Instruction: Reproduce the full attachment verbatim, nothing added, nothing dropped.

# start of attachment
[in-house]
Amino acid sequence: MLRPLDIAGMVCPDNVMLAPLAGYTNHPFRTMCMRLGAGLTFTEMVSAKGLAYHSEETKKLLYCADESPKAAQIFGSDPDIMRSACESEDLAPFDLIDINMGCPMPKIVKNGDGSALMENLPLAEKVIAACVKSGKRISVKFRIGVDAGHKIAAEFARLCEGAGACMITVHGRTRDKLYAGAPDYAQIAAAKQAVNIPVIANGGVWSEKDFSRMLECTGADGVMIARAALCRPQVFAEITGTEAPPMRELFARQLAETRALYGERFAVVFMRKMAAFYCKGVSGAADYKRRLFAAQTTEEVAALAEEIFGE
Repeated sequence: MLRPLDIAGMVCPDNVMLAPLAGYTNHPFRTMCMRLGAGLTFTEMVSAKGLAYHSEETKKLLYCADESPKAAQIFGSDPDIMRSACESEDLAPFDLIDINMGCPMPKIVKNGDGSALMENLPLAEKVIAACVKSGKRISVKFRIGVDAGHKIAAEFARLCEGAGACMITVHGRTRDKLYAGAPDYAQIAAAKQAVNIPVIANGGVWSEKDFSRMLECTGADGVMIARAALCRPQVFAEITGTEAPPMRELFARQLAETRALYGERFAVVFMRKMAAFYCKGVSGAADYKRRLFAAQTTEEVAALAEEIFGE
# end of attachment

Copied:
[in-house]
Amino acid sequence: MLRPLDIAGMVCPDNVMLAPLAGYTNHPFRTMCMRLGAGLTFTEMVSAKGLAYHSEETKKLLYCADESPKAAQIFGSDPDIMRSACESEDLAPFDLIDINMGCPMPKIVKNGDGSALMENLPLAEKVIAACVKSGKRISVKFRIGVDAGHKIAAEFARLCEGAGACMITVHGRTRDKLYAGAPDYAQIAAAKQAVNIPVIANGGVWSEKDFSRMLECTGADGVMIARAALCRPQVFAEITGTEAPPMRELFARQLAETRALYGERFAVVFMRKMAAFYCKGVSGAADYKRRLFAAQTTEEVAALAEEIFGE
Repeated sequence: MLRPLDIAGMVCPDNVMLAPLAGYTNHPFRTMCMRLGAGLTFTEMVSAKGLAYHSEETKKLLYCADESPKAAQIFGSDPDIMRSACESEDLAPFDLIDINMGCPMPKIVKNGDGSALMENLPLAEKVIAACVKSGKRISVKFRIGVDAGHKIAAEFARLCEGAGACMITVHGRTRDKLYAGAPDYAQIAAAKQAVNIPVIANGGVWSEKDFSRMLECTGADGVMIARAALCRPQVFAEITGTEAPPMRELFARQLAETRALYGERFAVVFMRKMAAFYCKGVSGAADYKRRLFAAQTTEEVAALAEEIFGE